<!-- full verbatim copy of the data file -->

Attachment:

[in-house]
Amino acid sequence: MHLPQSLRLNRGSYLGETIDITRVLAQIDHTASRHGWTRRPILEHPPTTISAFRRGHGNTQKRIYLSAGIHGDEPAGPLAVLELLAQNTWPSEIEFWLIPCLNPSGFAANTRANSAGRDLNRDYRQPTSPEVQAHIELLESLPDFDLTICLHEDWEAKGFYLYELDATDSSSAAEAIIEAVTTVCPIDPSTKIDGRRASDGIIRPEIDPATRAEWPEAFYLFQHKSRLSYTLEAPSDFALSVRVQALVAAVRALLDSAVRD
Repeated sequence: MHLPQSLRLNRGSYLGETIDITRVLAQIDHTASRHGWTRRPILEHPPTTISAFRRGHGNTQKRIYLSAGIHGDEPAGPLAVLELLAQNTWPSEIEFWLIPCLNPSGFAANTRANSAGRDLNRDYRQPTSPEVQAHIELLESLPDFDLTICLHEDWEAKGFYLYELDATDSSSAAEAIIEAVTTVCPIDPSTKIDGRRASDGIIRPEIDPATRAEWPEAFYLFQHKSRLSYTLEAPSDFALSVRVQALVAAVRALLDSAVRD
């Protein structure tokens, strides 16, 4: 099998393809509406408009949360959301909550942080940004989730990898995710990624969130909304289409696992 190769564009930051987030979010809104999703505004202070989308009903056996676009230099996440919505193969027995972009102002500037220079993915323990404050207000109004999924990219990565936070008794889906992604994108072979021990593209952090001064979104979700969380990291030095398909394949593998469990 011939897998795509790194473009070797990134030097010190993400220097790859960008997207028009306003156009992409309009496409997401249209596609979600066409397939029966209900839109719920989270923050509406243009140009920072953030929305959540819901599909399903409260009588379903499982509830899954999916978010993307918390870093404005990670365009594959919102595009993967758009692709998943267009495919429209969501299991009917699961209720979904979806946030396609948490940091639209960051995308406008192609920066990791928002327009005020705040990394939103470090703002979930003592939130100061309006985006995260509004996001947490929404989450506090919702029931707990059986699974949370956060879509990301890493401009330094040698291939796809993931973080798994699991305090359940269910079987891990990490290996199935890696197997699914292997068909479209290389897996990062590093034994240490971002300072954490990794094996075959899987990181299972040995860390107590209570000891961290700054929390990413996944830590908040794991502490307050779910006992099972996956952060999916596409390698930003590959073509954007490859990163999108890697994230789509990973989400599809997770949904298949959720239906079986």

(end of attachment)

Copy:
[in-house]
Amino acid sequence: MHLPQSLRLNRGSYLGETIDITRVLAQIDHTASRHGWTRRPILEHPPTTISAFRRGHGNTQKRIYLSAGIHGDEPAGPLAVLELLAQNTWPSEIEFWLIPCLNPSGFAANTRANSAGRDLNRDYRQPTSPEVQAHIELLESLPDFDLTICLHEDWEAKGFYLYELDATDSSSAAEAIIEAVTTVCPIDPSTKIDGRRASDGIIRPEIDPATRAEWPEAFYLFQHKSRLSYTLEAPSDFALSVRVQALVAAVRALLDSAVRD
Repeated sequence: MHLPQSLRLNRGSYLGETIDITRVLAQIDHTASRHGWTRRPILEHPPTTISAFRRGHGNTQKRIYLSAGIHGDEPAGPLAVLELLAQNTWPSEIEFWLIPCLNPSGFAANTRANSAGRDLNRDYRQPTSPEVQAHIELLESLPDFDLTICLHEDWEAKGFYLYELDATDSSSAAEAIIEAVTTVCPIDPSTKIDGRRASDGIIRPEIDPATRAEWPEAFYLFQHKSRLSYTLEAPSDFALSVRVQALVAAVRALLDSAVRD
């Protein structure tokens, strides 16, 4: 099998393809509406408009949360959301909550942080940004989730990898995710990624969130909304289409696992 190769564009930051987030979010809104999703505004202070989308009903056996676009230099996440919505193969027995972009102002500037220079993915323990404050207000109004999924990219990565936070008794889906992604994108072979021990593209952090001064979104979700969380990291030095398909394949593998469990 011939897998795509790194473009070797990134030097010190993400220097790859960008997207028009306003156009992409309009496409997401249209596609979600066409397939029966209900839109719920989270923050509406243009140009920072953030929305959540819901599909399903409260009588379903499982509830899954999916978010993307918390870093404005990670365009594959919102595009993967758009692709998943267009495919429209969501299991009917699961209720979904979806946030396609948490940091639209960051995308406008192609920066990791928002327009005020705040990394939103470090703002979930003592939130100061309006985006995260509004996001947490929404989450506090919702029931707990059986699974949370956060879509990301890493401009330094040698291939796809993931973080798994699991305090359940269910079987891990990490290996199935890696197997699914292997068909479209290389897996990062590093034994240490971002300072954490990794094996075959899987990181299972040995860390107590209570000891961290700054929390990413996944830590908040794991502490307050779910006992099972996956952060999916596409390698930003590959073509954007490859990163999108890697994230789509990973989400599809997770949904298949959720239906079986």